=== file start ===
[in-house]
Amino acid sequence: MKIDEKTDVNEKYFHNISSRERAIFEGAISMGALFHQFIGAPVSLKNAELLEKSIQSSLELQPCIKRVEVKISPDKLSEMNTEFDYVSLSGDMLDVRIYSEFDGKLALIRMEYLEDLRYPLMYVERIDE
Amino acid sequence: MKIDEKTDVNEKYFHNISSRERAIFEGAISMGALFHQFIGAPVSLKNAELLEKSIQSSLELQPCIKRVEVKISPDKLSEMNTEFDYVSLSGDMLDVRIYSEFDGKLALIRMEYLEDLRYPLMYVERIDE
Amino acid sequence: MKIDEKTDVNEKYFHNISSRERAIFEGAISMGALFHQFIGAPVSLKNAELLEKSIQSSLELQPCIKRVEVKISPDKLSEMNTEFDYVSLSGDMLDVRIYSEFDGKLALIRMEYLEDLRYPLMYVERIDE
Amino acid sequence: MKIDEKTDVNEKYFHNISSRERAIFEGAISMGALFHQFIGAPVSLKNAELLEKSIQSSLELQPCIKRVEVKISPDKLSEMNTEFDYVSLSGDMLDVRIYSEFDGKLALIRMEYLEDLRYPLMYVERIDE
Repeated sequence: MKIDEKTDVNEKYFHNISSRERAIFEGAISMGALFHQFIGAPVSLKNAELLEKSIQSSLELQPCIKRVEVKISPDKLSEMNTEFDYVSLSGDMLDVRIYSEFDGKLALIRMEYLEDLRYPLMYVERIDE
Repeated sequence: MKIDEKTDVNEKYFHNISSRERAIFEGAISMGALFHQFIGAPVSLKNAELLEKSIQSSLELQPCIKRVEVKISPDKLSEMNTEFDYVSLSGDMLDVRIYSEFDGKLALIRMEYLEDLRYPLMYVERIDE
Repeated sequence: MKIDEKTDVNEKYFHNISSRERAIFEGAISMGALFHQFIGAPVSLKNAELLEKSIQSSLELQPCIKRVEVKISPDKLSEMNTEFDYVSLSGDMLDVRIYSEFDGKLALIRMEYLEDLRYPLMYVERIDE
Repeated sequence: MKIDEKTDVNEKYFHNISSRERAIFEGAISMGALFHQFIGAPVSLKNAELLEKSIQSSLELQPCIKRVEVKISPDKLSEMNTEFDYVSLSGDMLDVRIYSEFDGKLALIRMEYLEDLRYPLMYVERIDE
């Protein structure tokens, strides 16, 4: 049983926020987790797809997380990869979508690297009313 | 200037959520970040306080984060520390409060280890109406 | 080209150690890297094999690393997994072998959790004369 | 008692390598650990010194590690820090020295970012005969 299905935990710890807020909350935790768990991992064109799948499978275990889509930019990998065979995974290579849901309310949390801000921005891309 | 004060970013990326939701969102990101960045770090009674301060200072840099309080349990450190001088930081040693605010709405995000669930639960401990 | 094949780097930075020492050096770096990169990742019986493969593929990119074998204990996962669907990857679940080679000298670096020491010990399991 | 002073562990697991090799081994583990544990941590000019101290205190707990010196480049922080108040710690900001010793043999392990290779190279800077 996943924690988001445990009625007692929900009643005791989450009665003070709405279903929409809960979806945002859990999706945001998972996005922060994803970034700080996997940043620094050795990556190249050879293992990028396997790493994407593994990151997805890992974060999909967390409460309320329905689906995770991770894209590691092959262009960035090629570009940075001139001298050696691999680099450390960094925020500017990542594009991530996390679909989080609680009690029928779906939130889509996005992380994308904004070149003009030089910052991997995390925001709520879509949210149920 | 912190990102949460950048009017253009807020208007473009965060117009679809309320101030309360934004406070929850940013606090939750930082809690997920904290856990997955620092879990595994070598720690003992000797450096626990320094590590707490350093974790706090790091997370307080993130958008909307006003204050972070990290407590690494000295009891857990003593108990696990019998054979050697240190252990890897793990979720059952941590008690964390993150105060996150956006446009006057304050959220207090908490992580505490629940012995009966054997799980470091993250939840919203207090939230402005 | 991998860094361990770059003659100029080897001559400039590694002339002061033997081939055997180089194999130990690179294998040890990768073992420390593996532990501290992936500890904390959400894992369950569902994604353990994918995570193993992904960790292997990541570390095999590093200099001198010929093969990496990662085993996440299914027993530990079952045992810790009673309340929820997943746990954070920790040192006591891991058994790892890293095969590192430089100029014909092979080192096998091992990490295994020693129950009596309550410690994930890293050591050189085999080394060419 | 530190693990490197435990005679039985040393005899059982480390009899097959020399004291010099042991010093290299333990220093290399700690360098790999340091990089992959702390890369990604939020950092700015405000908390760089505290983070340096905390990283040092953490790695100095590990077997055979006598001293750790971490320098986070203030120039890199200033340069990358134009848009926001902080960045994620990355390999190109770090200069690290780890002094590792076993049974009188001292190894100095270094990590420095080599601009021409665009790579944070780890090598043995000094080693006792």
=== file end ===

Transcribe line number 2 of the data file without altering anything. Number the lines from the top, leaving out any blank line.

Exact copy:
Amino acid sequence: MKIDEKTDVNEKYFHNISSRERAIFEGAISMGALFHQFIGAPVSLKNAELLEKSIQSSLELQPCIKRVEVKISPDKLSEMNTEFDYVSLSGDMLDVRIYSEFDGKLALIRMEYLEDLRYPLMYVERIDE